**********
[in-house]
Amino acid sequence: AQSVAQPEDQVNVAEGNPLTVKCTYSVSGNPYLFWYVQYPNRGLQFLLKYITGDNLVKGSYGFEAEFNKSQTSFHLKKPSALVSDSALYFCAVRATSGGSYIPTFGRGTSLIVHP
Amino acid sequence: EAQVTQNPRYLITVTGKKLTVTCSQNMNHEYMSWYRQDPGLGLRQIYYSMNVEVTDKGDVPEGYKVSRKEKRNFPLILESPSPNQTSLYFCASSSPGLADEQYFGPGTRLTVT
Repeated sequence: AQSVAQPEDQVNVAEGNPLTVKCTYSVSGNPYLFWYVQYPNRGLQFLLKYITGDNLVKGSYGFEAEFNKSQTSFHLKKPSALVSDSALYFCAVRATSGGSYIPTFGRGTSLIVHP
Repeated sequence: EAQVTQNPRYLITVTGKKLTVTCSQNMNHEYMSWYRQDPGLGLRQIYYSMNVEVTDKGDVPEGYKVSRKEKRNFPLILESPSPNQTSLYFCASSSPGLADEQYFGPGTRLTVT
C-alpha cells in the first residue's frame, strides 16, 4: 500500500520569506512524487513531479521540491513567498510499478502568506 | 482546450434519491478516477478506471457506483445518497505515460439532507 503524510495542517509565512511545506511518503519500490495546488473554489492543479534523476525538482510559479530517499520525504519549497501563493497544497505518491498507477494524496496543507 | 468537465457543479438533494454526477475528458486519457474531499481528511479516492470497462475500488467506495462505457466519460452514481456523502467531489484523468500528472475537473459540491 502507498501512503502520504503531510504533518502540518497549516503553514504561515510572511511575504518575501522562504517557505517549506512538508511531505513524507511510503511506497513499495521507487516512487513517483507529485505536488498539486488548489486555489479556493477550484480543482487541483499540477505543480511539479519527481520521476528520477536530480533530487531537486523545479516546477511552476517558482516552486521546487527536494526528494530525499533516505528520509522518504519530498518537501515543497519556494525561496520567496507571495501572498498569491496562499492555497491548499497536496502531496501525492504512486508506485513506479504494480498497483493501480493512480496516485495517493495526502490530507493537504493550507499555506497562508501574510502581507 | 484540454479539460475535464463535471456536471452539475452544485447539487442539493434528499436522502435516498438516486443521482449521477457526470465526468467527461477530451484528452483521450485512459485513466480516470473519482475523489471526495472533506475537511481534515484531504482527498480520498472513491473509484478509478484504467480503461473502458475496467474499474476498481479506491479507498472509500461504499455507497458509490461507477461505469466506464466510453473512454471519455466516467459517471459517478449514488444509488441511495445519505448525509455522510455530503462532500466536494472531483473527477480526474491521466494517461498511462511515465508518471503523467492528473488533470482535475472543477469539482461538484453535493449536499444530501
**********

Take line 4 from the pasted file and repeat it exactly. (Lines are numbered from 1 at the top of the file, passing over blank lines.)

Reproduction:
Repeated sequence: AQSVAQPEDQVNVAEGNPLTVKCTYSVSGNPYLFWYVQYPNRGLQFLLKYITGDNLVKGSYGFEAEFNKSQTSFHLKKPSALVSDSALYFCAVRATSGGSYIPTFGRGTSLIVHP